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Detail from the font that was removed by the Roundheads in 1643 when ransacking St Mary's church.

SEG Home > History of Saltford > A - Z > Online Museum > 17th Century

The History of Saltford: ONLINE MUSEUM

17th Century

Scroll down the page to see Saltford's past including the following special features on this page:-

This page 17th Century

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18th Century

19th Century

20th Century

Document Library

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5th - 16th Century

BC - 4th Century

Also see:-

TIMELINE (300 BC to the modern age)

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16th or 17th Century: Pewter Mount


Found in 2009 beneath floor boards on the 1st floor of a 17th Century Grade II listed cottage in The Shallows, Saltford, this pewter mount might have been used to decorate a book or a strap of the 16th or 17th century.

Acknowledgements/Information Sources
Found by Clive and Cath Munns.

17th Century Lead Musket Balls


These lead musket balls found NE of Avon Farm on the north side of Saltford could be from the English Civil War period (1642 - 1651) or up to early 19th Century.

Acknowledgements/Information Sources
Found by Dave Brennan in 2014.


Ref. SHC 011

These lead musket balls found on the north side of Saltford could be from the English Civil War period (1642 - 1651) or up to early 19th Century.

Acknowledgements/Information Sources
Found by Bob Mordle in 2015 and 2016.

Early 17th - late 19th Century Clay Pipes

(1 coin used for scale)

These two clay pipes were found in fields on the north side of Saltford in 2014. They are difficult to date but were in use in England from around the early 17th Century to the late 19th Century.

Traditionally, clay pipes were un-glazed. Clay pipes burn "hot" in comparison to other types of pipes, so they were often difficult for most pipe-smokers to use, hence they had long stems (that easily broke). Proponents claim that, unlike other materials, a well-made clay pipe gives a "pure" smoke with no flavour addition from the pipe bowl.

Acknowledgements/Information Sources
Found by Dave Brennan in 2014.

1643: St Mary's Church ransacked by Roundheads

St Mary's unique font

It is said that after the Battle of Lansdowne (on the outskirts of Bath) in 1643, a party of Roundheads pursued a group of Royalists across the ford in Saltford, but lost them in the woods around Stantonbury Hill. Stantonbury Hill is to the south of Saltford and is the site of an Iron Age hillfort near Stanton Prior, Marksbury.

On returning and finding that they were unable to re-cross the ford, as the tide had risen, they vented their anger on St Mary's church.

They found some fine stained glass in the chancel window and in the south windows of the nave. This they completely smashed, defaced and removed the font, and even ripped up some of the paving stones.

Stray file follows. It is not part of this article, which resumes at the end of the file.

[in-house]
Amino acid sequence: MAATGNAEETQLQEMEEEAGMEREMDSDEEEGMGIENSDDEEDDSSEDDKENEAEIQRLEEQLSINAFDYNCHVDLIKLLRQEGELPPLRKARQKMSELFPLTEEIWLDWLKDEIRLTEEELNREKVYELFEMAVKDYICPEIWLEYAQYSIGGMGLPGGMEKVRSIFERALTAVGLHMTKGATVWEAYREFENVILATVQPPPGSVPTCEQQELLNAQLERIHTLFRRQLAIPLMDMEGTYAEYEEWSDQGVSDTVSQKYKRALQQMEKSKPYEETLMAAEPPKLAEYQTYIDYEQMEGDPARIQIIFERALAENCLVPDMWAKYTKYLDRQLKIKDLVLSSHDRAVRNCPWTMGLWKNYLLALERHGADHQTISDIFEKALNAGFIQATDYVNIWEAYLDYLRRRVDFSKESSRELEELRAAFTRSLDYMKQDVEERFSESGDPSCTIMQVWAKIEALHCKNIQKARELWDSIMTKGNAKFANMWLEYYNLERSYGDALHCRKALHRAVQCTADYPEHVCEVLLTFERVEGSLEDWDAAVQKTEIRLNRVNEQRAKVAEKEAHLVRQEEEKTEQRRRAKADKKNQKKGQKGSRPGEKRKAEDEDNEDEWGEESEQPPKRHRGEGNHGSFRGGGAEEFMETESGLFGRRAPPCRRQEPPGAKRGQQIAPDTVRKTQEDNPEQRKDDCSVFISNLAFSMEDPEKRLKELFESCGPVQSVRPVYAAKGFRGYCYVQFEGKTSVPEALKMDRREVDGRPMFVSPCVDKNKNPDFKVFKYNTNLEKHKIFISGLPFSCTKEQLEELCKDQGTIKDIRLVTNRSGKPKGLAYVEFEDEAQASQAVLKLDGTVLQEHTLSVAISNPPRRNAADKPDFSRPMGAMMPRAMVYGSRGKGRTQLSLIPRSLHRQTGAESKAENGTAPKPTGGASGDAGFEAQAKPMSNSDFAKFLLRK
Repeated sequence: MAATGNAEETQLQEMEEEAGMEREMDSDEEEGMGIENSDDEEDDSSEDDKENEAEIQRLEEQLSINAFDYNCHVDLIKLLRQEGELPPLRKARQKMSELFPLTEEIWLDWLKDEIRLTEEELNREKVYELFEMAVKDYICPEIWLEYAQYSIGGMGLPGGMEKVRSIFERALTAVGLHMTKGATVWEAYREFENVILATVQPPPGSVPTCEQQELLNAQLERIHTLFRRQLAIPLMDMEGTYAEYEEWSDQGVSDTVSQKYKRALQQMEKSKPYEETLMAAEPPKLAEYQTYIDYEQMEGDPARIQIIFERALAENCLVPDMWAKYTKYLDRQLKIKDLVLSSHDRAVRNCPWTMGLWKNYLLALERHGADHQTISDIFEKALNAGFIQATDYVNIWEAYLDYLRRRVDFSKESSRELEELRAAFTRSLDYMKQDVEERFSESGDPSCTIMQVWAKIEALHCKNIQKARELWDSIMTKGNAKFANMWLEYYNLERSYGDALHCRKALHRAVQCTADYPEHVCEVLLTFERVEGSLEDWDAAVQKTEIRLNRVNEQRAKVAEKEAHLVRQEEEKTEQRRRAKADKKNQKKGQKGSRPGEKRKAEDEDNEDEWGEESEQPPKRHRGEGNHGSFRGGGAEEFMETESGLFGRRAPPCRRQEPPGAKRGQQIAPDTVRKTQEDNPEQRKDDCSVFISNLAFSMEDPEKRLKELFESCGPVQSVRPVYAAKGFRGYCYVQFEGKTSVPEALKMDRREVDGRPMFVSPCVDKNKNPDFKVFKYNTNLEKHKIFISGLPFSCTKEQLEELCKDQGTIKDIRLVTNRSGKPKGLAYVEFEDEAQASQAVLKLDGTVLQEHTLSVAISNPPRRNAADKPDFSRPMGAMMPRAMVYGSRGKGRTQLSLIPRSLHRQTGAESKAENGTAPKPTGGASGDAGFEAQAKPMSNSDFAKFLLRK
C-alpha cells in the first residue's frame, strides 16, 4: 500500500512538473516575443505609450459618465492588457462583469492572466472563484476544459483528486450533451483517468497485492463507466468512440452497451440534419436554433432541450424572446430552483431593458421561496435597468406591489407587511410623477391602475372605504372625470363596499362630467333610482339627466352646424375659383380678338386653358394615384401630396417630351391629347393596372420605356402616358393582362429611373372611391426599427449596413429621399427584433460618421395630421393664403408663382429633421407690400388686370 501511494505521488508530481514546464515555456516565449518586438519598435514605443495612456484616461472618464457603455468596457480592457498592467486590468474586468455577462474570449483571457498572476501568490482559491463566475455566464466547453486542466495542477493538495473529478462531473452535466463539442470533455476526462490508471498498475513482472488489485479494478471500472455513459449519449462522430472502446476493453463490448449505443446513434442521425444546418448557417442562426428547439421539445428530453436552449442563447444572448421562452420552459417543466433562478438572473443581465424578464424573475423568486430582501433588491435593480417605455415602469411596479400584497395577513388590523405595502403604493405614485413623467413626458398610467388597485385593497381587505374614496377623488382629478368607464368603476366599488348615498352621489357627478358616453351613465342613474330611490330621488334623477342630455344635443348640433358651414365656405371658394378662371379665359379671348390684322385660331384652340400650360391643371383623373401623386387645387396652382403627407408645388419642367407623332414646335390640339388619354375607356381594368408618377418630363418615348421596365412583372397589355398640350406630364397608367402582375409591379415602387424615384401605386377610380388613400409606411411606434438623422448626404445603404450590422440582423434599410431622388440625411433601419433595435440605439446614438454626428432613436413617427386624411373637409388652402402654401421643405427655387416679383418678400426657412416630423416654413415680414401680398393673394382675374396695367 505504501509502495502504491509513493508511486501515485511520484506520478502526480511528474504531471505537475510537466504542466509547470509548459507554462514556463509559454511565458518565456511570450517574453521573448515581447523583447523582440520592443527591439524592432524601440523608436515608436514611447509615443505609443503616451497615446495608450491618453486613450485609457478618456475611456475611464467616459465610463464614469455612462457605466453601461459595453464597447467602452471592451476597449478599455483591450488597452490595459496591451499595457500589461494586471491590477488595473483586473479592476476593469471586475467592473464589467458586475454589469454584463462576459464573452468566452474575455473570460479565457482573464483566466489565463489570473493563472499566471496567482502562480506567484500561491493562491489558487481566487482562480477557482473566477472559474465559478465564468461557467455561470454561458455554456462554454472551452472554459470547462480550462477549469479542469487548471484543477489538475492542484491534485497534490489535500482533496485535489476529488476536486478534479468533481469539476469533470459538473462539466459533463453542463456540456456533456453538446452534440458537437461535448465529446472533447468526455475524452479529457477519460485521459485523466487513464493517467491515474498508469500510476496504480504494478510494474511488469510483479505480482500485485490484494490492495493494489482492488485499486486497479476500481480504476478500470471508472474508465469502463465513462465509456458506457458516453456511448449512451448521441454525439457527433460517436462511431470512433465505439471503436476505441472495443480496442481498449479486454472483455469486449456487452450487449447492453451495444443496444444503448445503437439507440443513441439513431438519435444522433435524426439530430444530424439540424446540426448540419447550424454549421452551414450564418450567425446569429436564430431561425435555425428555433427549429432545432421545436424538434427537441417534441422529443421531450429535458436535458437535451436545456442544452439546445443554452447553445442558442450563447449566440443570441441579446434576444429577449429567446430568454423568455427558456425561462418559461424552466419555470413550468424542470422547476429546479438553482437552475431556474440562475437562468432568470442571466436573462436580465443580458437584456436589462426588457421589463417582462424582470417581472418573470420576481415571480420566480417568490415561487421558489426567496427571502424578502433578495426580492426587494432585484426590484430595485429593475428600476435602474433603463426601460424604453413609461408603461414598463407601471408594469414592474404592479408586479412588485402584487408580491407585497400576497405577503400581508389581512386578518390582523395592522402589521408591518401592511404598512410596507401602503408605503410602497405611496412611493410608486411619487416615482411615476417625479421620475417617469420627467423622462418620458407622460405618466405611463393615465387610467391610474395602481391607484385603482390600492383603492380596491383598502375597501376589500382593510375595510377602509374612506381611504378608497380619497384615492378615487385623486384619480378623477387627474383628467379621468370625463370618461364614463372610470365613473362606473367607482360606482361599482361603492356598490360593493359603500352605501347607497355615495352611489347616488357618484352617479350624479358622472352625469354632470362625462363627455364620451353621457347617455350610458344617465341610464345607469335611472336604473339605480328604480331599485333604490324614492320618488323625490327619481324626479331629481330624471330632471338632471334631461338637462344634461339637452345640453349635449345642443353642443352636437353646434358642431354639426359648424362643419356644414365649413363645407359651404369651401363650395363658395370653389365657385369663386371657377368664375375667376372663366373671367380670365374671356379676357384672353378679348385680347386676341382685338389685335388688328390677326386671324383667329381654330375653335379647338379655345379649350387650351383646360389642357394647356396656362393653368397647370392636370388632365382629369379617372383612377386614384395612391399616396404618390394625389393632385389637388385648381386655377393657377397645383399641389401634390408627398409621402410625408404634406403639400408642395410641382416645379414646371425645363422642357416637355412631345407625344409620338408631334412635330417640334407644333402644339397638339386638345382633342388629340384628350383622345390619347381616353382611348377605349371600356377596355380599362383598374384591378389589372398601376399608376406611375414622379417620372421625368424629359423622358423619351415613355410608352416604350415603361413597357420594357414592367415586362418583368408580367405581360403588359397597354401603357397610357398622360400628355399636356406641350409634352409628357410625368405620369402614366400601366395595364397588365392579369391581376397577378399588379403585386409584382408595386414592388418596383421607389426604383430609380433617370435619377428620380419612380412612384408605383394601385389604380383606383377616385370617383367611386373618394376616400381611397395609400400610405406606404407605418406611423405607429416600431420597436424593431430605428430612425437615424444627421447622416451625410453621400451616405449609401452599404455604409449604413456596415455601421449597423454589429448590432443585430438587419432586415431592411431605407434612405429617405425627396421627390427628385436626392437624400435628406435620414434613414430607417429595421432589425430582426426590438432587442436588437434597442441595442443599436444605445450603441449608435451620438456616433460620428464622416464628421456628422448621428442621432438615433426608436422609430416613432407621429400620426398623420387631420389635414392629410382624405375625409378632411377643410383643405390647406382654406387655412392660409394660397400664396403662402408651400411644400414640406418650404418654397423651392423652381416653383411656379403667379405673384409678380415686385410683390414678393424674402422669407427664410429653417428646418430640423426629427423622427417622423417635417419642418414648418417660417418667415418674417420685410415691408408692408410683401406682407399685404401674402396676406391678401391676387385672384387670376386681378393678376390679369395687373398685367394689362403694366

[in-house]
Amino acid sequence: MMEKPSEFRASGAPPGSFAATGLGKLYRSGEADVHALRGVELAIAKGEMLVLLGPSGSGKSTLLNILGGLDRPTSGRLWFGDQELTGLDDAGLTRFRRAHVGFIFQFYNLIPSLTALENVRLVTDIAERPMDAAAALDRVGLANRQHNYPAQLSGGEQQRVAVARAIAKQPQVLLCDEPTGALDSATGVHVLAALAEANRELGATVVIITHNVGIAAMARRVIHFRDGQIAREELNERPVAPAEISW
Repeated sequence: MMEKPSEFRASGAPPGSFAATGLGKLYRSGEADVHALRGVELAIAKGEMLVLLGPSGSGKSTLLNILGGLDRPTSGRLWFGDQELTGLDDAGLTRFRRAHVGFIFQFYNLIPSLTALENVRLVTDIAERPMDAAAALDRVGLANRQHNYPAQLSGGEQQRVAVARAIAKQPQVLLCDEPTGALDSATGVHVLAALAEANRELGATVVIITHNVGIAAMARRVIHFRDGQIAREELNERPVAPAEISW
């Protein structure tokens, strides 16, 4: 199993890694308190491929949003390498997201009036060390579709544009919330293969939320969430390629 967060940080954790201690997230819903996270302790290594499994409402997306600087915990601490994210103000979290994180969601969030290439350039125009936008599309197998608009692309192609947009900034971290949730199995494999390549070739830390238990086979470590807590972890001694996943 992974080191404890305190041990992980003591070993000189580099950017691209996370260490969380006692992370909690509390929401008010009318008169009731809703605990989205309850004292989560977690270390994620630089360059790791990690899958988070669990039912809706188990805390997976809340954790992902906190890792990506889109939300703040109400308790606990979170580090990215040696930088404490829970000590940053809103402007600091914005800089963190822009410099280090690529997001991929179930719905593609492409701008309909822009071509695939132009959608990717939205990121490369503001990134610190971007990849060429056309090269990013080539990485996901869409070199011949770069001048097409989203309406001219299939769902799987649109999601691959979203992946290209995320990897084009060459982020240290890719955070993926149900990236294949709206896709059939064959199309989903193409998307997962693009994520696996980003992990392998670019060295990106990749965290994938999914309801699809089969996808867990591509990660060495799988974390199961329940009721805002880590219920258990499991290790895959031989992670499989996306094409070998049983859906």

The damage to the chancel was so extensive that restoration was impossible at the time. The chancel arch was walled up and the nave only used for a while.

The Rector at the time was taken away by the Roundheads and not seen again.

The unique font, with eight angel heads, is Norman or perhaps even Anglo-Saxon. As described above it was removed by Roundhead soldiers during the civil war and used as a cattle trough. The font was eventually returned to the church and mounted on a new base.

For more information about St Mary's Church in Saltford click here: St Mary's >>

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1694-1699 William III Half Crown

Phil Harding 2015

Ref. SHC 014

William III Half Crown, 1694-1699. Minted in London. Found in Beech Road in the 1950s by Mr E B (Bert) Cox whilst digging his garden.

Obverse description: Laureate bust right.

Obverse inscription: GVELLEMVS III DEI GRA

Reverse description: Four crowned shields around lion rampant.

Reverse inscription: REX 16 [..] MAG BR FRA ET HIB.

SEG has photographed the coin (the image you see) and the British Museum has used our information and photographs to authenticate and log the coin on its Portable Antiquities Scheme online database: artefact link.

1694-1702 William III Silver Sixpence - "Love Token"


This bent silver sixpence, a "Love Token", was found on the north side of Saltford in 2015.

The giving of an altered coin as a token of love is an ancient custom in the United Kingdom going back to the 15th Century. These love tokens were often coins that had been bent twice so they could no longer be used as money and were given as charms to prospective lovers. The coins were usually smoothed down, to almost remove the monarch's head, and then bent. Sometimes they would be engraved with initials or love signs such as a heart or knot.

If the young lady kept the token it meant that the young man's interest and affection was reciprocated, but if she was not interested in him, it would be thrown away...

Acknowledgements/Information Sources
Found by Bob Mordle in 2015.

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